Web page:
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The company's platform is used by McDonald’s, Hugo Boss, EA Games and Eventbrite, among others
Anyone who has ever started at a new company, meaning just about all of us, knows all the different emotions that come with it: you're excited to start something new, but also kind of nervous because you don't know anyone, or really what it's going to be like working for this company. For a lot of people, it can be kind of stressful.
Unfortunately, the companies themselves don't often do much to make the process any easier or better for their new employees.. That is the problem being solved by employee onboarding platform Enboarder.
The company, which seeks to make the onboarding process more personalized and frictionless by facilitating better communication between companies and their new hires, revealed on Wednesday that is raised an $8 million Series A round of funding led by previous investor Greycroft, along with new investors Next Coast Ventures and Stage 2 Capital. Enboarder had previously raised a $4 million round, bringing its total funding to $12 million.
"We’re a company that was born out of Australia, and our first institutional investor was Australian, and they were fantastic. What’s been really amazing for us now is this latest round is a syndicate led by three U.S. investors, and, even though we’ve literally just closed the round, the value that they’re starting to add to us as a company, based on the size and scale and number of portfolio companies and experience they’ve got, is amazing," Brent Pearson, founder and CEO of Enboarder told me in a interview.
"We’re really psyched, not just that we closed our Series A round, but by the U.S. syndicate of Greycroft, Next Coast Ventures and Scale 2, that has been put together,"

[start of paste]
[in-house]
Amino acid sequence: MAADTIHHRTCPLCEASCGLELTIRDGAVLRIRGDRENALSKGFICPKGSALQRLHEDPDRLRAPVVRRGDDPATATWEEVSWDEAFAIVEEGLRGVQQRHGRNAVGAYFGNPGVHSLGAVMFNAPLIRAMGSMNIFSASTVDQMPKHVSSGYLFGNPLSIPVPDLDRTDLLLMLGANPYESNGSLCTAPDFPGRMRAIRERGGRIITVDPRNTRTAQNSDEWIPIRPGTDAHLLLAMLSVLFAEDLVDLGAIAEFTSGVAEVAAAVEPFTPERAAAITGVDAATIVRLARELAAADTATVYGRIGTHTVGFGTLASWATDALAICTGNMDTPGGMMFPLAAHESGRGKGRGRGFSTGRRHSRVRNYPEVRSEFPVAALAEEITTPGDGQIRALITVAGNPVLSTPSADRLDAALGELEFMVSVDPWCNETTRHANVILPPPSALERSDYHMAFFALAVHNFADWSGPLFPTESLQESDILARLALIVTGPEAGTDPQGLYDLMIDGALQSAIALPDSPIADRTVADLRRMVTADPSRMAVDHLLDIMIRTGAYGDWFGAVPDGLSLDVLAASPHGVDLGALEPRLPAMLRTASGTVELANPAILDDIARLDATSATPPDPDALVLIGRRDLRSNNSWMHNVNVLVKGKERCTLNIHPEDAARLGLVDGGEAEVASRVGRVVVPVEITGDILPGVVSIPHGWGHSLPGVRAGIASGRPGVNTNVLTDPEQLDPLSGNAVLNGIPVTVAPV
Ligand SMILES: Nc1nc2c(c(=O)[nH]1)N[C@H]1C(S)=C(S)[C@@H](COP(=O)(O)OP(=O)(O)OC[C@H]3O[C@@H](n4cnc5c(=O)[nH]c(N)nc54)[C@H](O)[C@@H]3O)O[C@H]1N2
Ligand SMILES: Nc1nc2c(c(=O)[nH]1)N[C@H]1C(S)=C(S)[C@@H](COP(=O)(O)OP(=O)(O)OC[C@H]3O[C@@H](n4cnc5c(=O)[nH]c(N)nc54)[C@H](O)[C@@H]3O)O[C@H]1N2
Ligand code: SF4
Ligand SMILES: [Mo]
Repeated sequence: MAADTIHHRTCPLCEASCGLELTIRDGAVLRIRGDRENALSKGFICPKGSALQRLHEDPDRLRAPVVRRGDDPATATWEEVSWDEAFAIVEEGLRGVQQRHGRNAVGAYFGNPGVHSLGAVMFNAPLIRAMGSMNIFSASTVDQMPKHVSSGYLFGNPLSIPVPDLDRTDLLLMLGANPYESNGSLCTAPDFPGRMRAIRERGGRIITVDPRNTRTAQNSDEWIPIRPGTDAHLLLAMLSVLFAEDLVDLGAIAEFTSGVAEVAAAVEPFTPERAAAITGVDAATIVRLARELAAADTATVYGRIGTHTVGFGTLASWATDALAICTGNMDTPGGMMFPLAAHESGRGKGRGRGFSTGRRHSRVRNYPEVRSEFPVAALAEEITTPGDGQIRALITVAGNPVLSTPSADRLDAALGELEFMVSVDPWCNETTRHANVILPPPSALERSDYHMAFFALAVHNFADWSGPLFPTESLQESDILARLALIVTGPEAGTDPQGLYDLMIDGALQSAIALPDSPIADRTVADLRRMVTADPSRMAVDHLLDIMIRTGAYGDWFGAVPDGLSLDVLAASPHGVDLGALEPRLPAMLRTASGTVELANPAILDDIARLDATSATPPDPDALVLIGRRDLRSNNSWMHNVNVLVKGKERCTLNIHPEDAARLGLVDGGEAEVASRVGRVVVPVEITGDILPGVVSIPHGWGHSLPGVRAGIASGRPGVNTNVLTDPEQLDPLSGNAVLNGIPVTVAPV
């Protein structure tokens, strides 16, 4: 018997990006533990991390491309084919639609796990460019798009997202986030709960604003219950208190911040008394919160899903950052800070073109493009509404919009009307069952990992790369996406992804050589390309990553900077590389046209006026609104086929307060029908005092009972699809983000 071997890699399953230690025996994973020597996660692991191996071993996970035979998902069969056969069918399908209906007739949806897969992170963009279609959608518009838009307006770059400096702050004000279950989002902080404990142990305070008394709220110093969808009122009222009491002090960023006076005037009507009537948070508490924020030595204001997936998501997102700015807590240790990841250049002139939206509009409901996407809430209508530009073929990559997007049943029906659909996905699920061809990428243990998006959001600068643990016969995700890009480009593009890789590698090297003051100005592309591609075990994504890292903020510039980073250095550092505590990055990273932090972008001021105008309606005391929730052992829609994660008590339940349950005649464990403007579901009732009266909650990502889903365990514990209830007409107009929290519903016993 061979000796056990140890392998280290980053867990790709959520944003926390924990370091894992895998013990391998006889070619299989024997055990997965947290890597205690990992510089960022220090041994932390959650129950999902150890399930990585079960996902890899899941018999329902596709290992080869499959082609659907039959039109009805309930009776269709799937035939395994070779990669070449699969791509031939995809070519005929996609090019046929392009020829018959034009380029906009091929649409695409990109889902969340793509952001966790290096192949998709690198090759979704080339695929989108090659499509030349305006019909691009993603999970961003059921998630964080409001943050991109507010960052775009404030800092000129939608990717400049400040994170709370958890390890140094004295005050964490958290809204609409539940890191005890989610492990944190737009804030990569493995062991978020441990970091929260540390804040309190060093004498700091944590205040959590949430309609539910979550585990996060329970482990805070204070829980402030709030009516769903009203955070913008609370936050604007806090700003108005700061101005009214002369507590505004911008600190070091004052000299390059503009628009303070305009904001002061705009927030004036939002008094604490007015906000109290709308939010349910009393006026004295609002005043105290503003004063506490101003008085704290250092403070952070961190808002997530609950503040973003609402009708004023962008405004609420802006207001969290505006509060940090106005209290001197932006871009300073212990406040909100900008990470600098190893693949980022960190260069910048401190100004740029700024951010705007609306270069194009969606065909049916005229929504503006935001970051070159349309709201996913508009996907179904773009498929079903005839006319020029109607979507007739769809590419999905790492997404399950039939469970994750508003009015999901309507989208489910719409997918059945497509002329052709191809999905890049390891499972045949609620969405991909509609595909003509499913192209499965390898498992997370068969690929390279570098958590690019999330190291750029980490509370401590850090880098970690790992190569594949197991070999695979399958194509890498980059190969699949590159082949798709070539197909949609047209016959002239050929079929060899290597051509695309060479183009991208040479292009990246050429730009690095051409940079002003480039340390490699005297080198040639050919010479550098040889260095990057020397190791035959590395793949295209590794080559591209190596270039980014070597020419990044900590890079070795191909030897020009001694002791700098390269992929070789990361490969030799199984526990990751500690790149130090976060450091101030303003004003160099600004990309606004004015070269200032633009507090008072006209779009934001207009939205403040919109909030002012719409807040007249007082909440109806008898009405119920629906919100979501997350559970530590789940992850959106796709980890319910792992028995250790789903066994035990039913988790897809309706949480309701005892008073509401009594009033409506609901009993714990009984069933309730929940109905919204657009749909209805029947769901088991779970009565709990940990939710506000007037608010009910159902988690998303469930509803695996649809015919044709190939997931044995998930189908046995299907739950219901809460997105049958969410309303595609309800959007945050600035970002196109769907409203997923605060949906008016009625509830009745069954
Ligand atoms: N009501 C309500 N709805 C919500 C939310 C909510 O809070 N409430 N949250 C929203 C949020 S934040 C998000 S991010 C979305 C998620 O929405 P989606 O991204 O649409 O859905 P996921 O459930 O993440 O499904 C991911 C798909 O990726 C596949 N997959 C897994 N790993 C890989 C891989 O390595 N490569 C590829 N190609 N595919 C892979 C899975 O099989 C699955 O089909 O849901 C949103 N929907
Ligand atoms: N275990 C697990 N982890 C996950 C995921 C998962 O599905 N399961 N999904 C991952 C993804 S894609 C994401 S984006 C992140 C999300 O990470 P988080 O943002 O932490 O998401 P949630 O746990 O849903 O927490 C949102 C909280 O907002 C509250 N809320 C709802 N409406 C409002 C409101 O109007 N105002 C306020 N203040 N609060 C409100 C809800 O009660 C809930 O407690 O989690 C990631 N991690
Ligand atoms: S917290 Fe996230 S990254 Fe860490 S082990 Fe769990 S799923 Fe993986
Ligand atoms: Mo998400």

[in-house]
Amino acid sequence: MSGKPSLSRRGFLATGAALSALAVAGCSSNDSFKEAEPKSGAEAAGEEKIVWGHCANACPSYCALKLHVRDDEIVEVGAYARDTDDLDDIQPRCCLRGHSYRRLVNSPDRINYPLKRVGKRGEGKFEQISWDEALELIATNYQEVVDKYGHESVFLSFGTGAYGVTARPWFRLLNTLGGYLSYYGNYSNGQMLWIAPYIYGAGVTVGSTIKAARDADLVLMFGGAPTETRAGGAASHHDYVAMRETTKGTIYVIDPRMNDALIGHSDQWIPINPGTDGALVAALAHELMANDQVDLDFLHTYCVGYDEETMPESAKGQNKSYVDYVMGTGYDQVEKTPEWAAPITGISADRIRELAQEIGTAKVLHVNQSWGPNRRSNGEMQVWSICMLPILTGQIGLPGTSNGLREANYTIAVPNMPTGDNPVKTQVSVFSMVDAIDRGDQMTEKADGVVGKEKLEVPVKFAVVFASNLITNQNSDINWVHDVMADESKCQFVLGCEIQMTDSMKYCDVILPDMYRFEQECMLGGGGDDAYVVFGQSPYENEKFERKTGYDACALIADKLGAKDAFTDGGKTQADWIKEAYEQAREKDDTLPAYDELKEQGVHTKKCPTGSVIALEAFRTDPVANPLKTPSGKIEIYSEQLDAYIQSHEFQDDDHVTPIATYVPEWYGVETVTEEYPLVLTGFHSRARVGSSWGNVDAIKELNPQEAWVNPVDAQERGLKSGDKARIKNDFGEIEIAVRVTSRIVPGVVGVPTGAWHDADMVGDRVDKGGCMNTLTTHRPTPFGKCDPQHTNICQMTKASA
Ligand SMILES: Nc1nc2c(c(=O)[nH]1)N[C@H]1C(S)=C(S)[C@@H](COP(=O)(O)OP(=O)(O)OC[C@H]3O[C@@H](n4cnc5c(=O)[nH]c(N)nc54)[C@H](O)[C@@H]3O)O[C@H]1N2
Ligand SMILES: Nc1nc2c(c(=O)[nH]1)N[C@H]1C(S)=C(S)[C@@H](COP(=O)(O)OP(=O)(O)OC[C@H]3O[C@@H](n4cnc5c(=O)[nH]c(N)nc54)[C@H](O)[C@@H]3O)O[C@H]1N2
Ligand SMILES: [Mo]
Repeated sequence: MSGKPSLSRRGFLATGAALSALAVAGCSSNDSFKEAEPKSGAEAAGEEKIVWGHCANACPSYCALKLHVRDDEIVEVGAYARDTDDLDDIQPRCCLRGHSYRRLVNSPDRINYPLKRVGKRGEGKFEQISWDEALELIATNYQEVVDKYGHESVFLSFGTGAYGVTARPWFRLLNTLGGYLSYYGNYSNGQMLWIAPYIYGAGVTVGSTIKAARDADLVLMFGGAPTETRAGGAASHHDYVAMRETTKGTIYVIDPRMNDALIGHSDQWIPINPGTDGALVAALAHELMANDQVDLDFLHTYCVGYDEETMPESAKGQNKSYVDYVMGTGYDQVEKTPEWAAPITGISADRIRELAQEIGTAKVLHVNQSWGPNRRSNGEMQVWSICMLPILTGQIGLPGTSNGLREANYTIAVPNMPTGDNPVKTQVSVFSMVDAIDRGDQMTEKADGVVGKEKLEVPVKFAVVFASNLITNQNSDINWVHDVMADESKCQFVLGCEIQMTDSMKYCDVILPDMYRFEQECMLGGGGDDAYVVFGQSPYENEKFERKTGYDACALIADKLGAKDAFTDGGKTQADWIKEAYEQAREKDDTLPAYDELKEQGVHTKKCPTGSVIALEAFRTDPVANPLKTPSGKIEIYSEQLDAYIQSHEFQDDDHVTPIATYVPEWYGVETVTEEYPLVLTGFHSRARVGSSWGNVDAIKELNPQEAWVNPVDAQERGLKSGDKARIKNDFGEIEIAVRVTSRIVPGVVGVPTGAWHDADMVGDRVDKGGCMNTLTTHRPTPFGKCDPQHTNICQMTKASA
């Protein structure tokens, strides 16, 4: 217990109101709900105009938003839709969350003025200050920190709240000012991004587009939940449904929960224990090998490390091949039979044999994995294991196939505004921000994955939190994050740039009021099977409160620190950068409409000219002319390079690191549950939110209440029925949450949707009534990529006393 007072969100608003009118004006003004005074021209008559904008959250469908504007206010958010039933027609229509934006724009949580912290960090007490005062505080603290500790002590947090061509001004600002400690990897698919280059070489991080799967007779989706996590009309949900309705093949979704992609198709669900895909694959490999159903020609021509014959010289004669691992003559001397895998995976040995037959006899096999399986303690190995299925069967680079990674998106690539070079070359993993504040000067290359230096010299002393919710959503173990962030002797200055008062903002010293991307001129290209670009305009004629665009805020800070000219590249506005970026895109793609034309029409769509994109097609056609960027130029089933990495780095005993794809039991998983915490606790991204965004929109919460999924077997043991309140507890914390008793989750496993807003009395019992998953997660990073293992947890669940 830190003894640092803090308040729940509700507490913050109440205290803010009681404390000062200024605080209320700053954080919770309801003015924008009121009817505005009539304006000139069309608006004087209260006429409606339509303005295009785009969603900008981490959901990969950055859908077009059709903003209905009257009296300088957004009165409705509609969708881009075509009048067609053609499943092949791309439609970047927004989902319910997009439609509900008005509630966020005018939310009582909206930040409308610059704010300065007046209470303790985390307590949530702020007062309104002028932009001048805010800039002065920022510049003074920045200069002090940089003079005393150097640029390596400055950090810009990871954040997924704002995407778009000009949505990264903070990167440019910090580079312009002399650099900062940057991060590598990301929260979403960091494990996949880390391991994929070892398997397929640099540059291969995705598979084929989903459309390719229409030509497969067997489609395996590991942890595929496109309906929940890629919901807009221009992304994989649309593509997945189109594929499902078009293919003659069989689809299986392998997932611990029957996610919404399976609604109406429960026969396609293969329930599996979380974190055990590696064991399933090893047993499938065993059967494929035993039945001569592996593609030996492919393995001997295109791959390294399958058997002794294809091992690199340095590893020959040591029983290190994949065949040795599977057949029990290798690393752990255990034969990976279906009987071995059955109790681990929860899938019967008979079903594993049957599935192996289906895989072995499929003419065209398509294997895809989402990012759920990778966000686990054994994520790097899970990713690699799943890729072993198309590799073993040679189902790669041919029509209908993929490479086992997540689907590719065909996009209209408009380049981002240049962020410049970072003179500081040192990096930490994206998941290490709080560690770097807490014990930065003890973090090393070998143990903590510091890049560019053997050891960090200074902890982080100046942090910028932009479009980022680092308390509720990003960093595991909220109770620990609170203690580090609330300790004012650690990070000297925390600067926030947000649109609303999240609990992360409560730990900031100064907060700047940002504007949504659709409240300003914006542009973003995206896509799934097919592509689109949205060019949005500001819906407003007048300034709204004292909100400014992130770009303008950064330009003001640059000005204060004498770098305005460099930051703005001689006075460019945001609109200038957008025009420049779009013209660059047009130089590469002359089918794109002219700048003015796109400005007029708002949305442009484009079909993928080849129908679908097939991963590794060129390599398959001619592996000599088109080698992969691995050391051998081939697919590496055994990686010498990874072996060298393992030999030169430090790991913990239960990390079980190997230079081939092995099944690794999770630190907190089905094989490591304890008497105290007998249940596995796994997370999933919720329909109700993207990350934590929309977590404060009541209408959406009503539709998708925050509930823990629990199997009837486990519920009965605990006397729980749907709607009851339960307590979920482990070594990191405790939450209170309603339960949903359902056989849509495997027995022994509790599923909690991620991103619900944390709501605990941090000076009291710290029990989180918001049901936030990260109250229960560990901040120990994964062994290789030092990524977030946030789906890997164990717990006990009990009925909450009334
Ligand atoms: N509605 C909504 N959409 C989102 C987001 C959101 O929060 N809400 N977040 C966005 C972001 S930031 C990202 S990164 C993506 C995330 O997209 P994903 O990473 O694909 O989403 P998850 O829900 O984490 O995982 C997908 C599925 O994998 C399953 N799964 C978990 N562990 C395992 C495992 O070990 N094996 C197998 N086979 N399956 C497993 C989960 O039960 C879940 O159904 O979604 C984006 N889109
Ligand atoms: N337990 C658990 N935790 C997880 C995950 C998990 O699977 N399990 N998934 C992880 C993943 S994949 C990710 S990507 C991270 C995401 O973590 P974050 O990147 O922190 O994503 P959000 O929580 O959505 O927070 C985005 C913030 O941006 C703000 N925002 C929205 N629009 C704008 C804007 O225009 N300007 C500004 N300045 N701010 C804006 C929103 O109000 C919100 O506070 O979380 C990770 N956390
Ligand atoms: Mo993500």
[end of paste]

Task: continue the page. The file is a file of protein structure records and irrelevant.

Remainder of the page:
"Enboarder's experiential onboarding platform fits squarely into one of our core investment themes: the changing future of work. As millennials and Gen Z enter the workforce and teams become more distributed, empowering companies to manage their workforce and gauge their employees' engagement will become one of the largest contributors to growth -- especially as competition for talent continues to heat up," Thomas Ball, co-founder and managing director of Next Coast Ventures, told Vator.
"Enboarder's extensive customization capabilities allows companies to differentiate themselves and double down on their company culture with new hires, while the data generated by the platform enables employers to be far more proactive with their employees and greatly increase employee retention. Brent's decision to choose Austin for their U.S. headquarters aligns firmly with our belief that some of the best companies are being built outside the coasts, and with Brent's 20 plus years of experience building companies in the HR space we couldn't be more thrilled to be part of the next phase of Enboarder's journey."